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3.7 out of 5 stars 6 customer reviews

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Product Details

  • Actors: Billy Drago, Shihô Harumi, Michié, Magy, Shin'ichi Tokuhara
  • Directors: Takashi Miike
  • Writers: Daisuke Tengan, Mick Garris, Shimako Iwai
  • Producers: Adam Goldworm, Akira Yamamoto, Andrew Deane, Ben Browning
  • Format: Color, DVD-Video, NTSC, Widescreen
  • Language: English
  • Region: Region 1 (US and Canada This DVD will probably NOT be viewable in other countries. Read more about DVD formats.)
  • Aspect Ratio: 1.77:1
  • Number of discs: 1
  • MPAA Rating: UNRATED
  • Studio: Starz / Anchor Bay
  • Release Date: Sept. 26 2006
  • Run Time: 63 minutes
  • Average Customer Review: 3.7 out of 5 stars 6 customer reviews
  • ASIN: B000GI3RHY
  • Amazon Bestsellers Rank: #45,577 in DVD (See Top 100 in DVD)
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Product Description


Customer Reviews

3.7 out of 5 stars
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Top Customer Reviews

Format: DVD Verified Purchase
"Imprint" has the distinction of being the only episode in this now extinct series to be banned from TV. After finally watching it, I can understand the hype and controversy. This is, hands down, the most unpleasant and disgusting entry in the Season 1 catalogue and that is saying a lot since many of these episodes pile on the gore, nudity and general sleaze.

The story centres around Christopher (Billy Drago) who travels to a mysterious island in 19th century Japan. He is searching for a long lost love, a young prostitute, Komomo (Michie), whom he had an affair with years earlier. He ends up taking refuge in a bordello, where a young, deformed courtesan (Youki Kudoh) keeps him company. Upon his request, she begins telling him stories of her past, her relationships with her family and sisters of the night and culminates with an outrageous tale of woe, torture, humiliation and death as she reveals the fate of his beloved Komomo. At first, the deformed temptress appears inoffensive, unremarkable, but that soon changes after Christopher calls her out on the truthfulness of her story. Through her sinister ramblings, he learns the true fate of his lover and uncovers the sinister secrets harbored by this twisted and malevolent courtesan who is telling the tale.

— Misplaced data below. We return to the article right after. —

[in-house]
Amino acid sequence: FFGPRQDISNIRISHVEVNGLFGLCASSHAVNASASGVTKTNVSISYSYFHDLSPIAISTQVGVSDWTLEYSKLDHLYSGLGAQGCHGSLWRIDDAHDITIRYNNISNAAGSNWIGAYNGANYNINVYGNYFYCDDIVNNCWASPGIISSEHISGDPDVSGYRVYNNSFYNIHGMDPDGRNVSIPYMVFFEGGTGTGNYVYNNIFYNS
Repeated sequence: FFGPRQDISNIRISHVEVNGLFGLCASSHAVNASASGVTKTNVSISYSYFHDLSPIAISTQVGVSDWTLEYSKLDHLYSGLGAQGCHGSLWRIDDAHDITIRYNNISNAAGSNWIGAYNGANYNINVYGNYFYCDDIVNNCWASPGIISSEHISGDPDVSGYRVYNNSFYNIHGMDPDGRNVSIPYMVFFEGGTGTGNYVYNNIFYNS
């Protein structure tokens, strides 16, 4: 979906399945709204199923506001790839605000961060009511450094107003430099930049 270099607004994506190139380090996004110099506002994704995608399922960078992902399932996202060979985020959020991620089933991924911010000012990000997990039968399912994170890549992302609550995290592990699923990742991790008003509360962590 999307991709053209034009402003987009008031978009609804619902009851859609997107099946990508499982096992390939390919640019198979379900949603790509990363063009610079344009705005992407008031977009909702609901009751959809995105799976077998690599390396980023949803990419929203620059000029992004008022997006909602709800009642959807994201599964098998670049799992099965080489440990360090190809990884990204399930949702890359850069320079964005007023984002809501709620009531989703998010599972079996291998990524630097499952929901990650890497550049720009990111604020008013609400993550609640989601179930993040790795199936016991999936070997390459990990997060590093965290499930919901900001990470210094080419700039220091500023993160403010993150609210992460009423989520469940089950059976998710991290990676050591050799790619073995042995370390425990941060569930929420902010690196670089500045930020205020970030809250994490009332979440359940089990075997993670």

There is no taboo subject matter that is left untouched by Takashi Miike in this slimy and offensive short film. It's all here in all of its shocking, grisly, offensive glory. The filmakers must have had quite the checklist when creating this piece- Abortion? Check. Incest? Check. Murder? Check. Rape? Check. Did I leave anything out? Oh yes, torture? Check. Those that are sensitive to dark subject matter should stay away.
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Format: DVD
This film had me on the edge and that's a good thing. I personally think `Imprint' plays out like a dozen Takashi Miike movies rolled into one. On the visual side, this is possibly his most polished film to date, and is one of the better looking Masters of Horror episodes. More art than splatter, the style of Imprint has more in common with Miike's segment in Three... Extremes, with gorgeous cinematography, lighting and framing that most of the Masters of Horror episodes were sadly lacking.

This episode tells the haunting tale from the 1800s of American journalist, Christopher (Billy Drago), who travels to an island in Japan in search of the prostitute, Komomo (Michie) who he had abandoned years earlier, promising to return for her. Finding himself unable to locate Komomo, he takes residence in a bordello, where he hires the services of a deformed hooker (Youki Kudoh), but instead of taking her for carnal pleasures, he asks her to tell him a story, and so, she recounts to him the fate of his beloved Komomo, and so begins a story of rape, torture and degradation...

Again it's beautifully shot, Imprint at times is like watching a painting come to life. The flame haired whores with their blackened teeth take on the appearance of oni or evil spirits, who live on islands and take much delight in the torture of others. Miike's ability to take the obtusely sickening and turn it into an image of beauty is a gift that few directors have. What irk me about this film is Drago. He gives an amateurish over-the-top performance that drew a few laughs from me, as he thinks he's in a Greek tragedy and stands out in all the wrong ways with his acting (though he look good for the part in his long hair).
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Format: DVD
As a fan of Takashi Miike I was disappointed with the overt American influence on Imprint. It should have been a Japanese production, in Japanese. The work felt compressed with no time to more convincingly set up the premise. However, the biggest dissapointment was in choosing Billy Drago to portray the American looking for his lost love. I really don't think I've seen a worse case of over-acting before. The production team obviously lacks the artistic sensibilty to discern such a lack of talent. The special effects were fine as was the score and as you would expect Takashi Miike always finds engaging ways to make you squirm in your seat.
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